Deep neural networks (DNNs) have become essential for solving a wide range of tasks, from standard supervised learning (image classification using ViT) to meta-learning. The most commonly-used paradigm for learning DNNs is empirical risk minimization (ERM), which aims to identify a network that minimizes the average loss on training data points. Several algorithms, including stochastic gradient descent (SGD), Adam, and Adagrad, have been proposed for solving ERM. However, a drawback of ERM is that it weights all the samples equally, often ignoring the rare and more difficult samples, and focusing on the easier and abundant samples. This leads to suboptimal performance on unseen data, especially when the training data is scarce.

To overcome this challenge, recent works have developed data re-weighting techniques for improving ERM performance. However, these approaches focus on specific learning tasks (such as classification) and/or require learning an additional meta model that predicts the weights of each data point. The presence of an additional model significantly increases the complexity of training and makes them unwieldy in practice.

In “Stochastic Re-weighted Gradient Descent via Distributionally Robust Optimization” we introduce a variant of the classical SGD algorithm that re-weights data points during each optimization step based on their difficulty. Stochastic Re-weighted Gradient Descent (RGD) is a lightweight algorithm that comes with a simple closed-form expression, and can be applied to solve any learning task using just two lines of code. At any stage of the learning process, RGD simply reweights a data point as the exponential of its loss. We empirically demonstrate that the RGD reweighting algorithm improves the performance of numerous learning algorithms across various tasks, ranging from supervised learning to meta learning. Notably, we show improvements over state-of-the-art methods on DomainBed and Tabular classification. Moreover, the RGD algorithm also boosts performance for BERT using the GLUE benchmarks and ViT on ImageNet-1K.

Distributionally robust optimization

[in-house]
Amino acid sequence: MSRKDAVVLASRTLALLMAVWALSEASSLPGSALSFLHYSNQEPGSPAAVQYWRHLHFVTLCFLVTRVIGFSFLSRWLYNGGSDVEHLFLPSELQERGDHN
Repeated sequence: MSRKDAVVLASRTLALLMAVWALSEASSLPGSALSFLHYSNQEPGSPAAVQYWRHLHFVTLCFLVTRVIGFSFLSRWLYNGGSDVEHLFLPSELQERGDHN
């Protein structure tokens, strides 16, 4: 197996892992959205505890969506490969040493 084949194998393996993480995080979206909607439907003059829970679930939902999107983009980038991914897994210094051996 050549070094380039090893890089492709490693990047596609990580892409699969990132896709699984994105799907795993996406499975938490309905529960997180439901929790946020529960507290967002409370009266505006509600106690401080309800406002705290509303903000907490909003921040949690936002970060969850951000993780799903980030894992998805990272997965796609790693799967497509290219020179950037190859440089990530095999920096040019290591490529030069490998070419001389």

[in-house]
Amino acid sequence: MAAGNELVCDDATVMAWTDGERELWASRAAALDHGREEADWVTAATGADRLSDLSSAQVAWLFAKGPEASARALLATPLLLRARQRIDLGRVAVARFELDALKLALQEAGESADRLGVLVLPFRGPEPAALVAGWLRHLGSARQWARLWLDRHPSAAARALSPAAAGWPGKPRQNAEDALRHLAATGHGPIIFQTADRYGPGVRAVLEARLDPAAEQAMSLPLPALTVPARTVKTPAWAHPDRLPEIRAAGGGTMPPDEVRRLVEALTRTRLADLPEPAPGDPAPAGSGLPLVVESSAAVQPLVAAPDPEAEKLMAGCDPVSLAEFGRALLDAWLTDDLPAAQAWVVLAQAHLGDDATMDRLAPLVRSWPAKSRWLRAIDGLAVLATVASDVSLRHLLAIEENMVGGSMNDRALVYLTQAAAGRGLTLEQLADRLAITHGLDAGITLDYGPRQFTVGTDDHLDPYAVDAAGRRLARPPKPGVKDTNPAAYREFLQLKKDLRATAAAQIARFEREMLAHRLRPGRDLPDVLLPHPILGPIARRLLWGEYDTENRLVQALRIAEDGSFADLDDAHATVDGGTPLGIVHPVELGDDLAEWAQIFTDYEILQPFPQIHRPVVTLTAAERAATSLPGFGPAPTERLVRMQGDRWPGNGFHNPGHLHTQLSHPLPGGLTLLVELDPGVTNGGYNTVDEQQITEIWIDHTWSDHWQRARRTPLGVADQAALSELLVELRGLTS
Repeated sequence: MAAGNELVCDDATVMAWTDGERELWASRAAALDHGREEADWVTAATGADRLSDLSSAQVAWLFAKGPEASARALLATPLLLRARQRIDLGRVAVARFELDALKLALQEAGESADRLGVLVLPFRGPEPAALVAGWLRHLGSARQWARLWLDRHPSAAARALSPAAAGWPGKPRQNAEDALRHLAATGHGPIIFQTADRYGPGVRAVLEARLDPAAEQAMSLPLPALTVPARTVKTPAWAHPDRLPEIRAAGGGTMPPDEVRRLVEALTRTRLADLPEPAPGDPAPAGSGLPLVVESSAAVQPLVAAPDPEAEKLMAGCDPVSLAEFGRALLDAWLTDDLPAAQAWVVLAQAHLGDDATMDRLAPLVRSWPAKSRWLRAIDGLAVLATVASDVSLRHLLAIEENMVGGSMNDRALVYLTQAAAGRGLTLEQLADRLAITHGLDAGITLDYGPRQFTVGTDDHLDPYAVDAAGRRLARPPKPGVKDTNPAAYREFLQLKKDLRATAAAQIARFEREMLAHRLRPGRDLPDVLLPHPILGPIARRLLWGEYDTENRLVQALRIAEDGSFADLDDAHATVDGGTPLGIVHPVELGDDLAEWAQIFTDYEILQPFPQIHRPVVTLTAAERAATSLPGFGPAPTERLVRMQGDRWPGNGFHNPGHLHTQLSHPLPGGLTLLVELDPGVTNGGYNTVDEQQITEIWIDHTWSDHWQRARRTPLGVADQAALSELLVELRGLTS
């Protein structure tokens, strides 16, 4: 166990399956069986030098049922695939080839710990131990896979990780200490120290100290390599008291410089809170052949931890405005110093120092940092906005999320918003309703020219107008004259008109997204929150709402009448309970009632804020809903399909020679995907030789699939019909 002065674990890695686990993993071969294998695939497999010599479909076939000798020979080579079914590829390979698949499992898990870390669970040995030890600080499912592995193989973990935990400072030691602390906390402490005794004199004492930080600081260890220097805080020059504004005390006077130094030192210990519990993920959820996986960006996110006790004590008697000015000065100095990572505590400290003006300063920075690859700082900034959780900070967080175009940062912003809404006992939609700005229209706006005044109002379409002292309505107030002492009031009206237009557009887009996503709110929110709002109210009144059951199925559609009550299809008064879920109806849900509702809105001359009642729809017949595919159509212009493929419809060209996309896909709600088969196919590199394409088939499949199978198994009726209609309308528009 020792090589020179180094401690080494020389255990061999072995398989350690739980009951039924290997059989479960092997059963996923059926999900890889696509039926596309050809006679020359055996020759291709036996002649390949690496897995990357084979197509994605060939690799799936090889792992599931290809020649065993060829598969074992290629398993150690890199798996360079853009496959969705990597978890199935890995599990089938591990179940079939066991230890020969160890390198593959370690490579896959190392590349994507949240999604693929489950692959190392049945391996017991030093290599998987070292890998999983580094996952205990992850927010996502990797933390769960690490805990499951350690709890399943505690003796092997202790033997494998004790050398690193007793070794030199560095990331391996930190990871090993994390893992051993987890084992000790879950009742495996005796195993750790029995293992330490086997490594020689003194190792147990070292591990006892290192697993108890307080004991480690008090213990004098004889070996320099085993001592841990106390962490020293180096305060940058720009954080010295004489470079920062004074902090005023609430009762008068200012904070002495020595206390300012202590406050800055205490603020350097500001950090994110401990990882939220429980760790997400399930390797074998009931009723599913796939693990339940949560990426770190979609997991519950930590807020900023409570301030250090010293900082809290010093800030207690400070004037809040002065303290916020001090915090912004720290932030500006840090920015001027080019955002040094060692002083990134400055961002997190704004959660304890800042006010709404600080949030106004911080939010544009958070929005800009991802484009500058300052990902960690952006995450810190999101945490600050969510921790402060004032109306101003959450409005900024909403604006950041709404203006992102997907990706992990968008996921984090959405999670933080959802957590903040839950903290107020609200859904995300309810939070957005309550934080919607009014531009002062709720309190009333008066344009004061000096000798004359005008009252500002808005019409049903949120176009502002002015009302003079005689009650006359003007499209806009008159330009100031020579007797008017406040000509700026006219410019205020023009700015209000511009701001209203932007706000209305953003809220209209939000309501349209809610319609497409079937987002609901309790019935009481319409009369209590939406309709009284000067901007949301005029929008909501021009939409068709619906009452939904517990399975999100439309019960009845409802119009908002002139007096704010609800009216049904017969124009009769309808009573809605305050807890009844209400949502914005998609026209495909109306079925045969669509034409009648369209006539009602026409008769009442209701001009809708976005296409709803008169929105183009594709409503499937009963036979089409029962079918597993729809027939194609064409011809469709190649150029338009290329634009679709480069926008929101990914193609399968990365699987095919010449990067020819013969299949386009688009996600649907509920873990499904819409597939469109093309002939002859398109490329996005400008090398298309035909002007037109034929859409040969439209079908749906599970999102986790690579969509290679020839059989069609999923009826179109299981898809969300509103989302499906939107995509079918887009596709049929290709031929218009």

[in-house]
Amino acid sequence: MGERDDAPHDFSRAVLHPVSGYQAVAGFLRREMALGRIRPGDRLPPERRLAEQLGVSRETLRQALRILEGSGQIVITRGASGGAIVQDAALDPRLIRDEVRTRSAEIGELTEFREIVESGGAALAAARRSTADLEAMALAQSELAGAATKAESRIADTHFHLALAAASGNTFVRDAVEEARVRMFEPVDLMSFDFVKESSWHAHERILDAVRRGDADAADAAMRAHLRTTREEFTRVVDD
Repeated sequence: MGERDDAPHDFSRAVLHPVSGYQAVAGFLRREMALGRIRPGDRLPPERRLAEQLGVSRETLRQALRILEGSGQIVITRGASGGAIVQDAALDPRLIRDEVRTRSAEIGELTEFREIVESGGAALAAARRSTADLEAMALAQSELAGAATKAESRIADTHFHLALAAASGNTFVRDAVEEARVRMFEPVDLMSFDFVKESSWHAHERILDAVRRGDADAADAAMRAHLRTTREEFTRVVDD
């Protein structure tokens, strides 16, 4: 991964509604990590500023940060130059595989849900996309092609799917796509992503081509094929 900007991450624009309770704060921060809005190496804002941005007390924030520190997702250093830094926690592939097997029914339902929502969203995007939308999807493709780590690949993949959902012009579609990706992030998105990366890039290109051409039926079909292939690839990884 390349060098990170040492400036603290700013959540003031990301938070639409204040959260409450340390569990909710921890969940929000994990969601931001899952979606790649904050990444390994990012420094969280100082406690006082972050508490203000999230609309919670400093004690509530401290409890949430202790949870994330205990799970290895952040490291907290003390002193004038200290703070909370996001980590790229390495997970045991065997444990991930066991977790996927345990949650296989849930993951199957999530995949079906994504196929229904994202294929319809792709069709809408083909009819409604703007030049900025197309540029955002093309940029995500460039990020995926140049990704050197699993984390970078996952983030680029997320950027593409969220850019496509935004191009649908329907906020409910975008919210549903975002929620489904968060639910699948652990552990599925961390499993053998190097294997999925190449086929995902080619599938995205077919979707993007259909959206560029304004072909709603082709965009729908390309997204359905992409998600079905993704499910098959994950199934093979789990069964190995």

Distributionally robust optimization (DRO) is an approach that assumes a “worst-case” data distribution shift may occur, which can harm a model’s performance. If a model has focussed on identifying few spurious features for prediction, these “worst-case” data distribution shifts could lead to the misclassification of samples and, thus, a performance drop. DRO optimizes the loss for samples in that “worst-case” distribution, making the model robust to perturbations (e.g., removing a small fraction of points from a dataset, minor up/down weighting of data points, etc.) in the data distribution. In the context of classification, this forces the model to place less emphasis on noisy features and more emphasis on useful and predictive features. Consequently, models optimized using DRO tend to have better generalization guarantees and stronger performance on unseen samples.

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Inspired by these results, we develop the RGD algorithm as a technique for solving the DRO objective. Specifically, we focus on Kullback–Leibler divergence-based DRO, where one adds perturbations to create distributions that are close to the original data distribution in the KL divergence metric, enabling a model to perform well over all possible perturbations.

Figure illustrating DRO. In contrast to ERM, which learns a model that minimizes expected loss over original data distribution, DRO learns a model that performs well on several perturbed versions of the original data distribution.

Stochastic re-weighted gradient descent

Consider a random subset of samples (called a mini-batch), where each data point has an associated loss Li. Traditional algorithms like SGD give equal importance to all the samples in the mini-batch, and update the parameters of the model by descending along the averaged gradients of the loss of those samples. With RGD, we reweight each sample in the mini-batch and give more importance to points that the model identifies as more difficult. To be precise, we use the loss as a proxy to calculate the difficulty of a point, and reweight it by the exponential of its loss. Finally, we update the model parameters by descending along the weighted average of the gradients of the samples.

Due to stability considerations, in our experiments we clip and scale the loss before computing its exponential. Specifically, we clip the loss at some threshold T, and multiply it with a scalar that is inversely proportional to the threshold. An important aspect of RGD is its simplicity as it doesn’t rely on a meta model to compute the weights of data points. Furthermore, it can be implemented with two lines of code, and combined with any popular optimizers (such as SGD, Adam, and Adagrad.